These are my parents, Herman and Clara. I am reading a book called The Unveiled Wife with a group of people on Facebook. We are only on chapter 2 but it has gotten me thinking about this wonderful couple.
One of the questions to reflect on for that chapter is "In what ways has your parents' relationship shaped your character?" The other one that got me thinking about them was, "What behaviors-both good and bad- do you have that you recognize as by-products of your childhood?"
First of all, my parents had the best marriage I could ever have the honor of looking up to. As I reflect on this they had the best examples as well, no wonder they had it so together.
Mom and Dad were married July 30, 1966 and their marriage was inspirational from day one. They were ALWAYS together. They went to so many church dinners etc up until Dad couldn't transfer Mom as easy anymore. I don't ever remember them going to functions separately. I even remember Dad telling Mom, "I really want to go to (some function) but you aren't going with me so I don't really want to go." Dad often didn't go somewhere because he wanted mom to go along and she couldn't or wasn't invited. I'm that way now too. I don't like to go somewhere without Tom. Although I do enjoy being alone from time to time. LOL
They worked side-by-side on the farm. If we were working on the farm together all day (often baling hay) dad would take us out to eat that night. "Mom worked hard for/with me all day she deserves the time off." He didn't always give a gift for special occasions, but he gave her little gifts and showed his appreciation often.
I always enjoyed watching them dance together. They moved as one unit. Dad was much taller than Mom and I don't ever remember them stepping on each other's toes. What I wouldn't do to watch them glide across the floor just one more time.
I remember in November of 2014 Dad had to go to the hospital for his heart. (His pacemaker had shocked him in July and he didn't do anything about it. Didn't tell anyone but my one brother, who thought it was no big deal.) We stopped at the nursing home to tell mom what was going on. She was in tears. I left the room to give them some time. When dad got out of the hospital he didn't go directly to her at the home, but she knew he was home and ok. I took him to the home a few days later. When we walked in she was napping. When she opened her eyes it was like young lovers looking at each other. I felt like a third wheel. LOL
That look happened a lot between them.
When we were all called to the Nursing Home because the end was near for mom he didn't want to leave the room. We had a hard time convincing him that she would be ok. I sat with the two of them one day during that time. Dad sat by her bed, head in his hands, and prayed. He kept touching her and whispering to her. I took a photo of this but it doesn't even begin to show the emotion that I could feel in that room. (I have only shared that photo with one person because I feel it is so personal.) Mom left us on Febr. 6, 2015. Dad would never be quite the same.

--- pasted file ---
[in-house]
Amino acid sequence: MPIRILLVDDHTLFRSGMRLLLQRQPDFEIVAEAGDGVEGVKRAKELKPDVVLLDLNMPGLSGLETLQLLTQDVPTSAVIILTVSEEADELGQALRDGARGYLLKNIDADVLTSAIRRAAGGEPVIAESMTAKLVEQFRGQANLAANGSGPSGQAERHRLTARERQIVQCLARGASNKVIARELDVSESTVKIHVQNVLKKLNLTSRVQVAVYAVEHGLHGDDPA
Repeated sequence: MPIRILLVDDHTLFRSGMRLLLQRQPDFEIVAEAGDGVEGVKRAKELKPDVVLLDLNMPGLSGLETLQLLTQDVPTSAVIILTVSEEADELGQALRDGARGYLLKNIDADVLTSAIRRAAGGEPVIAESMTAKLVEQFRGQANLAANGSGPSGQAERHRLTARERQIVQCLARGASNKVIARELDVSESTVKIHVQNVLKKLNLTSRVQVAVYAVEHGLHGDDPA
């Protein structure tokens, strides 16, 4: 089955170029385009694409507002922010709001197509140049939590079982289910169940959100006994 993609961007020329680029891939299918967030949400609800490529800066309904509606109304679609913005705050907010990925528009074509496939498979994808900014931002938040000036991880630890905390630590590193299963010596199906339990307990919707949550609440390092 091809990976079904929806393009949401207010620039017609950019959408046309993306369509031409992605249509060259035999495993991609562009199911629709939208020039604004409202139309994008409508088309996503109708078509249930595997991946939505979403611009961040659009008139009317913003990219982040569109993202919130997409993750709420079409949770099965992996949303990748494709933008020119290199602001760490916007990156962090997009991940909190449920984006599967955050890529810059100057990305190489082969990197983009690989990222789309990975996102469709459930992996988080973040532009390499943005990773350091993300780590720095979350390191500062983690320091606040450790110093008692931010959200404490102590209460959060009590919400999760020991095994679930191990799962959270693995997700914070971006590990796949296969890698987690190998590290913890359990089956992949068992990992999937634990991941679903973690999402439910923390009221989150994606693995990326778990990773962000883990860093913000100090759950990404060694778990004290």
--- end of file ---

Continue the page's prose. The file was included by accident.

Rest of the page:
I almost forgot to include Dad's last act of love for Mom. As we were planning the funeral with the director Dad looked at him with tears in his eyes and asked if he could push mom in and out of church one last time. He had been pushing her in the wheelchair for a few years and felt the need to push her one more time. He also asked if he could put something in the casket with her. The mortician agreed to both requests. Right before they closed the casket dad put a small Snicker bar in mom's hands. With all the strength he could bring to the surface during the time of his greatest sorrow he pushed the casket up the aisle of the church (which mind you is no small church) before the Mass and back out of church for his one last act of love. The sight alone brought many people to tears.
Shortly after Mom died Dad was in the hospital. He kept telling us something wasn't right. The doctors couldn't find anything wrong with him. They even told my brother, "there is such a thing as a broken heart." He insisted he was good enough to be at home, but we were worried. We tried to convince him to go to Assisted Living, but he just couldn't do it. In July of 2015 he fell and fractured his pelvis. Then he had no choice. In September we celebrated his 79th birthday. It was a beautiful day with his brother and sisters there. On December 4 he joined mom in heaven. I truly believe that he couldn't/wouldn't celebrate Christmas without mom.
As for the by products of their love, I hope I'm living with even half the dedication and love of my husband that they had for each other. Dad did have a bad habit of clamming up or suddenly being quiet when he felt he wasn't being heard or getting his way. I've now been told I do the same thing. So I guess that's something I need to work on.
All I know is that I hope when I'm gone people will be saying the beautiful things about my marriage that people have been saying about my parents. When a person who only knew them for a couple months says, "I can only dream and hope that my marriage is as strong as theirs after 49 years."
They weren't here on earth to celebrate their 50th wedding anniversary about a week ago, but we gathered anyway and celebrated for them. Yes...their love continues.